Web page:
How can we tell if a Green House home is losing its “flatness?”

 The main symptom is a decrease in problem-solving conversations and an increase in “problem-solving” by the leaders.  In The Green House, leaders are not supposed to solve problems. In The Green House, leaders are supposed to help others solve problems.

 The loss of “flatness” can become a big problem if people are not aware that it is happening.  So, here is my challenge for you: Have a conversation about the flatness of your Green House home because when it comes to warmth and compassion, “flat is good.”

Community Partnership Key To Maryland's First Green House Project, Baltimore Sun Reports

In light of the final stretch of construction for The Green House® Residences at Stadium Place, The Baltimore Sun recently posted an article highlighting the unique community partnership that has contributed to the success of the first Green House homes in Maryland. Govans Ecumenical Development Corporation (GEDCO) and Catholic Charities have created a strengths-based collaboration to achieve their shared vision to create better lives for Elders receiving skilled nursing care in Baltimore. In an interview with GEDCO Executive Director, Mitchell Posner, he explained the significance of each organization in the partnership:

“GEDCO operates its other housing complexes, including the Venable and Ednor apartment buildings at Stadium Place, on the site of the old Memorial Stadium. But, since the Green House will require skilled nursing care, GEDCO is handing the management reins over to Catholic Charities, which has experience in that part of the health care industry.”

The collaboration has amplified the community involvement in and commitment to the project, as the Stadium Place team has demonstrated the importance of all perspectives, resources, and experiences. Nate Sweeney, Green House Guide at Stadium Place, acknowledged that the homes will ensure that each elder “has a place at the table”. Similarly, GEDCO and Catholic Charities have modeled this value by bringing complementary strengths to table in preparation for the homes to open in April 2012.

Community Partnership Key To Maryland’s First Green House Project, Baltimore Sun Reports

In light of the final stretch of construction for The Green House® Residences at Stadium Place, The Baltimore Sun recently posted an article highlighting the unique community partnership that has contributed to the success of the first Green House homes in Maryland. Govans Ecumenical Development Corporation (GEDCO) and Catholic Charities have created a strengths-based collaboration to achieve their shared vision to create better lives for Elders receiving skilled nursing care in Baltimore. In an interview with GEDCO Executive Director, Mitchell Posner, he explained the significance of each organization in the partnership:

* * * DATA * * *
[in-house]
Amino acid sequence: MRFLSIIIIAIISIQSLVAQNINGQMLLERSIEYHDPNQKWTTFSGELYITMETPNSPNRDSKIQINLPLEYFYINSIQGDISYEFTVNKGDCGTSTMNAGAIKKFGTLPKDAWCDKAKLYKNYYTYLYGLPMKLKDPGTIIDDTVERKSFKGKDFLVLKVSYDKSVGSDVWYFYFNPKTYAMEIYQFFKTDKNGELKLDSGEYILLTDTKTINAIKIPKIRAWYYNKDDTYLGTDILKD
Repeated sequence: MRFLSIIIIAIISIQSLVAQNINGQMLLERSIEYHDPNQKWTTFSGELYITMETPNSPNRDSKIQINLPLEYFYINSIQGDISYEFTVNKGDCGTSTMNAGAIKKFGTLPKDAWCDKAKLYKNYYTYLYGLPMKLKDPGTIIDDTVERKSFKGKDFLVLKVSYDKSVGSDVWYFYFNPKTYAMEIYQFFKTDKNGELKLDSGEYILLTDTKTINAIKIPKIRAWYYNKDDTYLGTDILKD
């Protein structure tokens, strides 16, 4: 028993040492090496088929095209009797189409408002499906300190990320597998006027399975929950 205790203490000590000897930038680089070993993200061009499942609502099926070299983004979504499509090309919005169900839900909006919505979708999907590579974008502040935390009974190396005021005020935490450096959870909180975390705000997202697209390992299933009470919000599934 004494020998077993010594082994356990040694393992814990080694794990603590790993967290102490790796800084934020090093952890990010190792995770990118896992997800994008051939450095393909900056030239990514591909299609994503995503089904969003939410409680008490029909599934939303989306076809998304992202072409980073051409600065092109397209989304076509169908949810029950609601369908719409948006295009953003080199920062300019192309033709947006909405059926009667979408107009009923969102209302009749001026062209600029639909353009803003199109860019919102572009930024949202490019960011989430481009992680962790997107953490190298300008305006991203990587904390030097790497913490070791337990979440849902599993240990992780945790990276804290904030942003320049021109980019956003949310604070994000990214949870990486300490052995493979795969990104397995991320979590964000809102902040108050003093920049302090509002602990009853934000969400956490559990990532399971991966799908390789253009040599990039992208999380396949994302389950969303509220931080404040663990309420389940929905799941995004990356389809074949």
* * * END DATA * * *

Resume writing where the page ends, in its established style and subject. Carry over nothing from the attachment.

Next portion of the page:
“GEDCO operates its other housing complexes, including the Venable and Ednor apartment buildings at Stadium Place, on the site of the old Memorial Stadium. But, since the Green House will require skilled nursing care, GEDCO is handing the management reins over to Catholic Charities, which has experience in that part of the health care industry.”

The collaboration has amplified the community involvement in and commitment to the project, as the Stadium Place team has demonstrated the importance of all perspectives, resources, and experiences. Nate Sweeney, Green House Guide at Stadium Place, acknowledged that the homes will ensure that each elder “has a place at the table”. Similarly, GEDCO and Catholic Charities have modeled this value by bringing complementary strengths to table in preparation for the homes to open in April 2012.

British Parliament Takes a Look at The Green House Project

From the ChangingAging Blogstream

The Green House Project isn’t just making waves in the U.S. The model’s innovative transformation of nursing home care was the the subject of a British Parliamentary hearing this week on the future of caregiving in the UK.

A British researcher who recently visited the United States testified before the Parliament Health Committee Tuesday, Jan. 10, that Britain should look at the Green House model as the future of nursing home care.

Dr. James Mumford, a senior researcher for the Centre for Social Justice, told Parliament that it was “absolutely vital that we dream a different future for residential care, particularly nursing care,” and “The Green House model presents a new way of doing that.” The Centre for Social Justice is a British think tank focused on finding effective solutions to poverty and Mumford leads research focused on low-income older adults in the UK.

“The (Green House) model was invented by Dr Bill Thomas but it is not just a brainchild; it actually exists. There are 127 Green Houses in the U.S. with 250 in development,” Mumford said.

In Britain, policymakers are currently too focused on delivering services that help elders remain in their homes longer, Mumford said. He warned that the growing population of adults with dementia and other chronic conditions means the need for nursing homes (which the British call “care homes”) is not going away and such settings need to be reformed.